Tercero 3 earns highest sustainability rating

Photo: Sign in shape of plastic milk jug indicates a receptacle is made of 796 recycled milk jugs.
Photo: Sign in shape of plastic milk jug indicates a receptacle is made of 796 recycled milk jugs.

The Tercero Phase 3 student housing project has earned the highest possible rating of platinum in the U.S. Green Building Council’s Leadership in Energy and Environmental Design, or LEED, program.

Tercero 3 — with seven buildings that opened last fall — is the first residence hall project to earn LEED-platinum status at UC Davis and one of the largest residence hall projects in the nation to attain the certification.

“It’s great that 1,200 new students every year will get to experience living in a residence hall that has attained such a high sustainability rating,” said Mike Sheehan, director of Facilities Services at Student Housing. “As we move forward with our next residence hall project, Tercero Phase 4, we will apply the lessons learned from Tercero 3.”

Here are some of Tercero 3’s “green” (and now platinum!) highlights: space heating and hot water systems that derive their energy from steam formerly lost to the atmosphere; water consumption that falls well below norms indoors (34 percent less) and outdoors (64 percent less); and a diversion plan that kept 95 percent of construction waste out of the landfill.

“Attaining LEED platinum is a result of much planning and collaboration,” Sheehan said. “The project team and university partnered strongly to hit this mark.”

He cited Tercero 3’s heating mechanism as a prime example of departments’ working together for sustainability. The system begins at the central steam plant, where a condensing economizer captures water vapor that formerly escaped through the boiler stacks.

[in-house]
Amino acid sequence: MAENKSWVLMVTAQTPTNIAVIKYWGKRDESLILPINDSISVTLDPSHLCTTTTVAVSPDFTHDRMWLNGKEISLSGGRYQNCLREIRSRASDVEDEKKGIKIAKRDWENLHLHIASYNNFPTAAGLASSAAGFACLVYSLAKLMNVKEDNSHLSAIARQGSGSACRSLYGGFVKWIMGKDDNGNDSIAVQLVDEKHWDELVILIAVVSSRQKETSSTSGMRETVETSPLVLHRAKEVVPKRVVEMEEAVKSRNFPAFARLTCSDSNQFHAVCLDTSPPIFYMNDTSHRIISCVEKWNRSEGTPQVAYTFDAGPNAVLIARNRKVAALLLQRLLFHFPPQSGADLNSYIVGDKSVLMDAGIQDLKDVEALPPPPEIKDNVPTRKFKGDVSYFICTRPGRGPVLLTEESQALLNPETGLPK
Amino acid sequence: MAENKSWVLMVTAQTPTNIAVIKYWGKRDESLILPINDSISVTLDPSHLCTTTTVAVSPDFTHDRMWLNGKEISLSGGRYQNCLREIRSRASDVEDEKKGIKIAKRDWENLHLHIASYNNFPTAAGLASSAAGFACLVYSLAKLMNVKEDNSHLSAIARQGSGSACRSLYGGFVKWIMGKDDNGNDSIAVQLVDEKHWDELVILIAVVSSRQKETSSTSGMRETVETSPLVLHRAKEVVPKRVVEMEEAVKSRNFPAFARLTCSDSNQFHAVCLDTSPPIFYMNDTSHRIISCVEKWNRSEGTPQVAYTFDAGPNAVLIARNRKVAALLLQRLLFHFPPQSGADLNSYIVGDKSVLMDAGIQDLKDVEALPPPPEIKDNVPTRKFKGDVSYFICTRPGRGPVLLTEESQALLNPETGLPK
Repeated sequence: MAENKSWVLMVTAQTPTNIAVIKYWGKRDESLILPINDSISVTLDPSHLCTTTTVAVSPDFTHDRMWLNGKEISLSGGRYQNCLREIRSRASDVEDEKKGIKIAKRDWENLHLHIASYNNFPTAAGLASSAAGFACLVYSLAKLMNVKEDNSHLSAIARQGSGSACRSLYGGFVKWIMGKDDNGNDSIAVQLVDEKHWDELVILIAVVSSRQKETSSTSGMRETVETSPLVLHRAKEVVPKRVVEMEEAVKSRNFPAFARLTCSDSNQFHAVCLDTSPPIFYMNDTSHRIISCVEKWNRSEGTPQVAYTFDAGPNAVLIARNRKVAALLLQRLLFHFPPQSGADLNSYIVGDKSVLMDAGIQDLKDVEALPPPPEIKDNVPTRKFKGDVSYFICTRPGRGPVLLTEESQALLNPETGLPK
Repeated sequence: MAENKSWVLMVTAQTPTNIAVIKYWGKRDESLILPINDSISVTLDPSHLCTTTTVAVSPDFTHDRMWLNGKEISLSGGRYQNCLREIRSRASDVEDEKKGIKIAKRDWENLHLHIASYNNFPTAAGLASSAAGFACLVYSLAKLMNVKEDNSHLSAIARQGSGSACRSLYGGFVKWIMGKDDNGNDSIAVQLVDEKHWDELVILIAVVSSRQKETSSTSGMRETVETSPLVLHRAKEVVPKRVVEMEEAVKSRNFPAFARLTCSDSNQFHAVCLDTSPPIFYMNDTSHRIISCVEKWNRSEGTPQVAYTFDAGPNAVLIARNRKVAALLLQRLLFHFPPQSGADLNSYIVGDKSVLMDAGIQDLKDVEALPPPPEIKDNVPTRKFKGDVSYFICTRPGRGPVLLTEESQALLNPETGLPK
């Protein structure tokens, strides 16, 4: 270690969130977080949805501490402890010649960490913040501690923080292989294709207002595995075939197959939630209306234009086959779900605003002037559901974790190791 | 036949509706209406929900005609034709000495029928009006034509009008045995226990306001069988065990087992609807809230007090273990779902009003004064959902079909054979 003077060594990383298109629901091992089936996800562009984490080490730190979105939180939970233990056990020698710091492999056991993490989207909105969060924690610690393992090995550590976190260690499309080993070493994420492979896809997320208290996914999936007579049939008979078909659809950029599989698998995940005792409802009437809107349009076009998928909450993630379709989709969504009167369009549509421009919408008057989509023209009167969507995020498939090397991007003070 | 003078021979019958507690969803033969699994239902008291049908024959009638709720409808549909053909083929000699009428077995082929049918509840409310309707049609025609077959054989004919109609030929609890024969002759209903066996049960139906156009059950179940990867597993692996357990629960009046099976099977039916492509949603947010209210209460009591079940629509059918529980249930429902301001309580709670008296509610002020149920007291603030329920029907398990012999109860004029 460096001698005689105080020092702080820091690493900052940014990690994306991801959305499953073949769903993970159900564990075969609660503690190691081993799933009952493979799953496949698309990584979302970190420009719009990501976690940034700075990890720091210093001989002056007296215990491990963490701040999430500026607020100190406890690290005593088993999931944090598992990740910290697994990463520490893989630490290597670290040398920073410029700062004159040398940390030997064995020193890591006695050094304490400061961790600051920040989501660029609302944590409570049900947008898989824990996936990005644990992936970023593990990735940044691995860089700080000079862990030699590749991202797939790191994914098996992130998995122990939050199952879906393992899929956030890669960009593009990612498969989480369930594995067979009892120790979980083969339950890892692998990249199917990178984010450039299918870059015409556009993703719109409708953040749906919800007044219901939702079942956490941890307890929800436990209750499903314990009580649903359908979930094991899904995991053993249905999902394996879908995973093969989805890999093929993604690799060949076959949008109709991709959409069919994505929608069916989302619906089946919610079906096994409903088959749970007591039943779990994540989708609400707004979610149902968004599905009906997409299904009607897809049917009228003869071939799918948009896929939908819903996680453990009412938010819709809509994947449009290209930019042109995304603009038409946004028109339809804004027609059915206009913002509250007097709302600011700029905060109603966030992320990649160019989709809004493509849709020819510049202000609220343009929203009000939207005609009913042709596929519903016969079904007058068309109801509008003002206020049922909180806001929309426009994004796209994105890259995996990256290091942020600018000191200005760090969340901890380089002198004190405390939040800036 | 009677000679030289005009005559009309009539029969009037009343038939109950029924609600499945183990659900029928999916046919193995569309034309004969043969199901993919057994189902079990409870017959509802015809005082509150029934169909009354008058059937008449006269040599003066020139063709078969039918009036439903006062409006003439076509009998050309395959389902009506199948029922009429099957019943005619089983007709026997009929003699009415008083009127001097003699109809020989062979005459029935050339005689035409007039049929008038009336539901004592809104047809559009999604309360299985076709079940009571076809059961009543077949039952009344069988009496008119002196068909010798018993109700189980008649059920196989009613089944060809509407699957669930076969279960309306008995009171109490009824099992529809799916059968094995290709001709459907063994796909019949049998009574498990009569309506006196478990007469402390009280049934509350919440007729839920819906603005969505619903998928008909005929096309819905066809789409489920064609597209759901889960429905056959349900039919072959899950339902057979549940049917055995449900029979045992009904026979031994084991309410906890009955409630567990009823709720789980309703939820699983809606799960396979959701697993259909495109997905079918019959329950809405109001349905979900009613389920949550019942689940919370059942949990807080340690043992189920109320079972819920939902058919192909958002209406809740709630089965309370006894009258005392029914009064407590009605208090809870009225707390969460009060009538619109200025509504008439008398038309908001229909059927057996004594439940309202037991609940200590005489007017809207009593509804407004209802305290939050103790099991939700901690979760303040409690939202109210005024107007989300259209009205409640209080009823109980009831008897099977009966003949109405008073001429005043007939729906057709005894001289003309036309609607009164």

The condensing economizer “wrings” energy from the vapor through heat exchange (in which heat transfers from the vapor to cooler water in three coiled pipelines). Two of those pipelines supply preheated water to the plant’s boilers, to make more steam.

The third pipe is a closed loop between the steam plant and the nearby Tercero 3 — where the water goes through another round of heat exchange, this time from the water in the closed loop to fresh water for the sinks and showers, and to the water supply for each building’s space heating system (in which fans blow air through pipelines of heated water).

Read more in “Tercero 3: Our most sustainable residence halls yet.”

Tercero 3’s platinum status is a “group certification” (for all seven buildings) in LEED’s Building Design and Construction category, formerly known as New Construction and Major Renovations.

Student Housing now has two LEED-platinum projects among seven overall for UC Davis:

  • Tercero Phase 3 residence halls
  • Segundo Services Center (in the Segundo housing area)
  • Student Community Center
  • Teaching and Research Winery, and the August A. Busch III Brewing and Food Science Laboratory
  • Gallagher Hall (Graduate School of Management) and UC Davis Conference Center
  • Valley Hall (School of Veterinary Medicine)
  • Tahoe Center for Environmental Sciences

Read more about UC Davis’ Green Building Ratings.

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Media Resources

Dave Jones, Dateline, 530-752-6556, dljones@ucdavis.edu

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